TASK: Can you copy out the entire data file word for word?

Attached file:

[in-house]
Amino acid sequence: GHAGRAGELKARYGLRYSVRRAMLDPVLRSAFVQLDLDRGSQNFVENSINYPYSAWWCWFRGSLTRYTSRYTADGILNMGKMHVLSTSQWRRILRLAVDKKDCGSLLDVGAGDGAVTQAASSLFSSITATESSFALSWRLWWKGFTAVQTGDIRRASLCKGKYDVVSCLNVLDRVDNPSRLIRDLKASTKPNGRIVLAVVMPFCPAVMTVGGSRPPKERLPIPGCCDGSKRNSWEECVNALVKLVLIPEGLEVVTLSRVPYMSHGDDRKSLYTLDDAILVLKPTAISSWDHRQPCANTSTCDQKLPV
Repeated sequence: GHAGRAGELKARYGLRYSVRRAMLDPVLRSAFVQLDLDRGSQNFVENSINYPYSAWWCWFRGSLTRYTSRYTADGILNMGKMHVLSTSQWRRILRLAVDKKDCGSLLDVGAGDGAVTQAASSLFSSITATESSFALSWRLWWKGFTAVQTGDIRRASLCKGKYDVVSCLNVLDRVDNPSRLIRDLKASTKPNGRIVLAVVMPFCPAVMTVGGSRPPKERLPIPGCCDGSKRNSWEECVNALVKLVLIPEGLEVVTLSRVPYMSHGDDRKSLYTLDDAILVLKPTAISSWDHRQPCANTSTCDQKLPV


[in-house]
Amino acid sequence: GHAGRAGELKARYGLRYSVRRAMLDPVLRSAFVQLDLDRGSQNFVENSINYPYSAWWCWFRGSLTRYTSRYTADGILNMGKMHVLSTSQWRRILRLAVDKKDCGSLLDVGAGDGAVTQAASSLFSSITATESSFALSWRLWWKGFTAVQTGDIRRASLCKGKYDVVSCLNVLDRVDNPSRLIRDLKASTKPNGRIVLAVVMPFCPAVMTVGGSRPPKERLPIPGCCDGSKRNSWEECVNALVKLVLIPEGLEVVTLSRVPYMSHGDDRKSLYTLDDAILVLKPTAISSWDHRQPCANTSTCDQKLPV
Repeated sequence: GHAGRAGELKARYGLRYSVRRAMLDPVLRSAFVQLDLDRGSQNFVENSINYPYSAWWCWFRGSLTRYTSRYTADGILNMGKMHVLSTSQWRRILRLAVDKKDCGSLLDVGAGDGAVTQAASSLFSSITATESSFALSWRLWWKGFTAVQTGDIRRASLCKGKYDVVSCLNVLDRVDNPSRLIRDLKASTKPNGRIVLAVVMPFCPAVMTVGGSRPPKERLPIPGCCDGSKRNSWEECVNALVKLVLIPEGLEVVTLSRVPYMSHGDDRKSLYTLDDAILVLKPTAISSWDHRQPCANTSTCDQKLPV